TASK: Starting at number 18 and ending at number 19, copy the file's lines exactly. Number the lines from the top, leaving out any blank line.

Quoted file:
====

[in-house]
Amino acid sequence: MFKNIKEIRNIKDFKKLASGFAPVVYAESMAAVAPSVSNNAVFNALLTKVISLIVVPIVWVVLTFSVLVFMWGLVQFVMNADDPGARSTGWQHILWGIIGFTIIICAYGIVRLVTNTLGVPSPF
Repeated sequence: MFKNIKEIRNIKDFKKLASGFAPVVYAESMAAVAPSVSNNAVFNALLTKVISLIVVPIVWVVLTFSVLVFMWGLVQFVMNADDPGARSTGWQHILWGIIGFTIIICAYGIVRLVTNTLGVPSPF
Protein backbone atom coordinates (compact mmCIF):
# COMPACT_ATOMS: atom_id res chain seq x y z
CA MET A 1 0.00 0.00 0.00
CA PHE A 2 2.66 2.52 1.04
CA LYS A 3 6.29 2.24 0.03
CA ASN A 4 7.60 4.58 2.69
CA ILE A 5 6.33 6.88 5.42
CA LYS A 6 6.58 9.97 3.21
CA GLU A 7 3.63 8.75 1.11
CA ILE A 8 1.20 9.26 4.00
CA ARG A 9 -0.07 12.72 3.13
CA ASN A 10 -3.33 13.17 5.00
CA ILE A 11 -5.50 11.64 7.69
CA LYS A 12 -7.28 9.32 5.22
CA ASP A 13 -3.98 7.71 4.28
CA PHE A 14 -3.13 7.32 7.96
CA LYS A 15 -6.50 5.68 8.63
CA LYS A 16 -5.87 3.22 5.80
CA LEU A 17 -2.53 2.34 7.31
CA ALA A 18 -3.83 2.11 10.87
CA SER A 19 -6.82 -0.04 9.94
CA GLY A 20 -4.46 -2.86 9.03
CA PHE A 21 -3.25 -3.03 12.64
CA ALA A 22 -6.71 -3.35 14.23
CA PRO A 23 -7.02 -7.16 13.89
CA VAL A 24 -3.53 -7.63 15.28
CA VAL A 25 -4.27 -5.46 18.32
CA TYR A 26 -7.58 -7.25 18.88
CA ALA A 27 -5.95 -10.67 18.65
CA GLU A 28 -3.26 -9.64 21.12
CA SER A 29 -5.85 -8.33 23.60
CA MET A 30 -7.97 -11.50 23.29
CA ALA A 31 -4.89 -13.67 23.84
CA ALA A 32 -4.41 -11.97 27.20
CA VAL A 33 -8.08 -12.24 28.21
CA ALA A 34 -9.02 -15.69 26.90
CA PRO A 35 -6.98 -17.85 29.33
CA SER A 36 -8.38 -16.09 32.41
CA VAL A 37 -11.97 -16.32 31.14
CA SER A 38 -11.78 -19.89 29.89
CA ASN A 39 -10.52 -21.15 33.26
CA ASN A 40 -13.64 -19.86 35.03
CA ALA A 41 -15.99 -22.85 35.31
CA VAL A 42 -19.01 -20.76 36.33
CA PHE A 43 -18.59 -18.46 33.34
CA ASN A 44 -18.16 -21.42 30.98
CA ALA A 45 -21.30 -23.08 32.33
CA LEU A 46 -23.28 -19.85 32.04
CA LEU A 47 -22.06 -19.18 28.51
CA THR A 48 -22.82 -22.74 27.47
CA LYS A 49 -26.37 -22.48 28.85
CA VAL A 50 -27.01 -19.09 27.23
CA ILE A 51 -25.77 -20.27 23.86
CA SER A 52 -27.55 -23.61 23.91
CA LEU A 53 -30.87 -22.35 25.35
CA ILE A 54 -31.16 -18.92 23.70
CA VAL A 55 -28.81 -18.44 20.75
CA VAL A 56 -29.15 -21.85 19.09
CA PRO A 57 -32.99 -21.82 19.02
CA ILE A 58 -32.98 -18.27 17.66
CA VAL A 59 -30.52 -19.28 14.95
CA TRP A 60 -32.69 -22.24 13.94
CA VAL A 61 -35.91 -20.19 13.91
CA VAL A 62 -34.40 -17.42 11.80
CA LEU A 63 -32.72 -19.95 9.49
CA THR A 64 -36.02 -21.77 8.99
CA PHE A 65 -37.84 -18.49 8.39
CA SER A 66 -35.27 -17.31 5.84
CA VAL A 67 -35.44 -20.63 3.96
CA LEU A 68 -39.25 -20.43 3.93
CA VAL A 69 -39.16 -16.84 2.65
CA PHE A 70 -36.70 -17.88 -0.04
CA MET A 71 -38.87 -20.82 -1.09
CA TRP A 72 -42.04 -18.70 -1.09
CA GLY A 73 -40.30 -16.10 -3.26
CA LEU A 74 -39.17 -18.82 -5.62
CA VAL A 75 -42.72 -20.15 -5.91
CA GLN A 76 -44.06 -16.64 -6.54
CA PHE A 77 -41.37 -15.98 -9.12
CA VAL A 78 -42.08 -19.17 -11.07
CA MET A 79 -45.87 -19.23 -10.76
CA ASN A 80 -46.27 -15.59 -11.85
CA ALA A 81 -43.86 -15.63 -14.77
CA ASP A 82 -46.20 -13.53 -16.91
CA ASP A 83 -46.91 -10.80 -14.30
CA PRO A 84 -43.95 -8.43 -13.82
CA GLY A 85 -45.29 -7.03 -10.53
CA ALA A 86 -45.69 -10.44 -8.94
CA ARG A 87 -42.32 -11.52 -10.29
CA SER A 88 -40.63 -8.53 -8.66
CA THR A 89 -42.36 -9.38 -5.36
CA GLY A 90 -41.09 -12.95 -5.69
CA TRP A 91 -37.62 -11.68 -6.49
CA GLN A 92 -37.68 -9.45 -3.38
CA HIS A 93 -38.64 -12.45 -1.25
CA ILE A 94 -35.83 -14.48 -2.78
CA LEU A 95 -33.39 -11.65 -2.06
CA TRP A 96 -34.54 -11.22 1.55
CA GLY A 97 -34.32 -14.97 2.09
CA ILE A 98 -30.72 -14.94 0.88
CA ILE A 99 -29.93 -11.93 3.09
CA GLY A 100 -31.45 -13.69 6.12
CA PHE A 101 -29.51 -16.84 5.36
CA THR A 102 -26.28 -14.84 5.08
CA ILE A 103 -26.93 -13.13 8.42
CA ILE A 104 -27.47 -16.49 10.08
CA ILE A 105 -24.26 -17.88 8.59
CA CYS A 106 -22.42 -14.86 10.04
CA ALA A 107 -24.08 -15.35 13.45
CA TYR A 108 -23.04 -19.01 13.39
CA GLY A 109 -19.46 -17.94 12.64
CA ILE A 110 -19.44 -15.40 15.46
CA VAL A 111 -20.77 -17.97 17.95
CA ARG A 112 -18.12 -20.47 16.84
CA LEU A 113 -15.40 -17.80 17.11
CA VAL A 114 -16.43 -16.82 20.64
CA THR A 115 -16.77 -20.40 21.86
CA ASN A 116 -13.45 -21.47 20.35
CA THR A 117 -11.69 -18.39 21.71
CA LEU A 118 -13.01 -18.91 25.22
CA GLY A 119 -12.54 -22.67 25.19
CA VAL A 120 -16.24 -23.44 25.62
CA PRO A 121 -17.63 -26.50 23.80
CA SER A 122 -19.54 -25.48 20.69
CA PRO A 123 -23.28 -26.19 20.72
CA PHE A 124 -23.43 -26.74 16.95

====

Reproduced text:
CA ASP A 13 -3.98 7.71 4.28
CA PHE A 14 -3.13 7.32 7.96